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Love at the Core

  • reviewed by Russ Breimeier Copyright Christianity Today International
  • 2008 1 Apr
Love at the Core
Sounds like … the familiar power pop and punk-derived rock of Jimmy Eat World, Hawk Nelson, Fall Out Boy, Sanctus Real, Weezer, and Stellar KartAt a glance … Run Kid Run's sophomore effort is much like the band's debut: very catchy with plenty of spiritual substance, though not inventive enough in sound or lyric to stand out among other pop-punk actsTrack Listing Rescue Me Captives Come Home Fall into This Light One in a Million Love at the Core Sure Shot My Sweet Escape The Emergency Set the Dial Freedom

After their well-received debut released almost exactly two years ago, Run Kid Run returns with Love at the Core. Aided again by producer James Paul Wisner (Dashboard Confessional, Paramore), this follow-up has everything going for it that made the first album enjoyable—catchy songs with first-rate production quality. The radio single "Captives Come Home" grabs the ear with a descending melody in its lofty chorus, while "The Emergency" accurately reflects the same sort of driving rock Jimmy Eat World helped establish ten years ago. Amidst all the dense guitar-driven tracks, it's also nice to hear the band vary its sound with the extremely catchy piano-pop shuffle of "My Sweet Escape."

Unlike some other bands on the Tooth & Nail roster, Run Kid Run clearly communicates their Christian beliefs throughout. The aforementioned "My Sweet Escape" is a love song to the Lord with a worshipful bridge, and the anthemic title track offers a prayer for spiritual rejuvenation and restoration: "I need the pulse of you, God/To fill these veins and touch my heart so I can start living again." Run Kid Run invites us to listen for the "soft and subtle voice" of God rather than the material distractions of the world ("Sure Shot"), and portrays us as the radio that shares God's message of love with those who need to hear it ("Set the Dial"). About the only time the band isn't expressing its spiritual side is on "One in a Million," a purely romantic pop/rock song that still remains romantically pure.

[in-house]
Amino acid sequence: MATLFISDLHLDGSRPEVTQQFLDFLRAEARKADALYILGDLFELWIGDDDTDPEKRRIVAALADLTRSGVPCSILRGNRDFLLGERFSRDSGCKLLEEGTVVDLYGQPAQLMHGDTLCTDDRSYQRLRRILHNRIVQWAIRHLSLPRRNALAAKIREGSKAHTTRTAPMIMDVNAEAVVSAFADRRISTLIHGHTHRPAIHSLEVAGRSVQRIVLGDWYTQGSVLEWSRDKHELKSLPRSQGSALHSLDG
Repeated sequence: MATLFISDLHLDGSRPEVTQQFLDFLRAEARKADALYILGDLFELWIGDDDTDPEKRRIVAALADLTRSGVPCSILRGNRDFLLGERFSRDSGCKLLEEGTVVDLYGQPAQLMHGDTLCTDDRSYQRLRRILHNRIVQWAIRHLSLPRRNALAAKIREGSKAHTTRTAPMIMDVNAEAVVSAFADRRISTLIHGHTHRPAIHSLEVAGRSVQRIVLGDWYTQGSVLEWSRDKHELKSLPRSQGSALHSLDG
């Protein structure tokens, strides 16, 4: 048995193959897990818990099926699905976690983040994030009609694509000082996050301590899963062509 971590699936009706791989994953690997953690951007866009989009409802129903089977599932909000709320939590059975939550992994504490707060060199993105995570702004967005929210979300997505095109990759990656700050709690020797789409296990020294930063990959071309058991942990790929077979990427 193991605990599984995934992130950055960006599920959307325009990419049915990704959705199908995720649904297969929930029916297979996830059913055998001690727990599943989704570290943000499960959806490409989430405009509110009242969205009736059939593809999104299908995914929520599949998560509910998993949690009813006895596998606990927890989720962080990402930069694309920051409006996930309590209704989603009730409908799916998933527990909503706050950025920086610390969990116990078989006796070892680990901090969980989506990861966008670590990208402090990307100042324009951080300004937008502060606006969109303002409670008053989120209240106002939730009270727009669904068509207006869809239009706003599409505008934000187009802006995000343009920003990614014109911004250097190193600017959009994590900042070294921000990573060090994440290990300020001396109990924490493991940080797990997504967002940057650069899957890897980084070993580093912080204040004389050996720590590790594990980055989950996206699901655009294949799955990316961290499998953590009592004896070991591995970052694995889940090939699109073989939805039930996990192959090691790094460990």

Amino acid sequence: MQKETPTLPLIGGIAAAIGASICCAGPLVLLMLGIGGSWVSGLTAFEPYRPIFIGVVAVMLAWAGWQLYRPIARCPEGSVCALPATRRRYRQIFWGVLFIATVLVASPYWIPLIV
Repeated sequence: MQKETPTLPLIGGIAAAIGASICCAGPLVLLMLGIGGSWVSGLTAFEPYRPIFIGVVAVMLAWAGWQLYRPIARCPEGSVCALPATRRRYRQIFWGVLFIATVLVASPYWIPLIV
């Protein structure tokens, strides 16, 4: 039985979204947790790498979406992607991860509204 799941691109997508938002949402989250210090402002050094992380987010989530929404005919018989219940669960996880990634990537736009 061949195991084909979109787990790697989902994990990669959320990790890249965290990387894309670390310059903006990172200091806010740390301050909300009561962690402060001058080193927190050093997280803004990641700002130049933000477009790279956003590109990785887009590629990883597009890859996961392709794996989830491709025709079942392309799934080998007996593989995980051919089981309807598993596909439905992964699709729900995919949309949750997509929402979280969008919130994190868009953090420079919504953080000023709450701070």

All of which is good, but Run Kid Run still never manages to fully stand out among its peers. True, their songs are not as disposable or inane as the average Christian rock band influenced by punk, and I'd say Run Kid Run is at least on equal footing with Hawk Nelson. That said, Love at the Core is a short 35-minute album that handles the genre rather predictably. As with similar bands, Run Kid Run only significantly changes things up for the album's big ballad finale, though "Freedom" is still certainly an awesomely soaring and worshipful closer. They're still not as creative or distinctive as, say, Relient K, but as far as catchy pop-punk with spiritual substance goes, Run Kid Run delivers it quite well.

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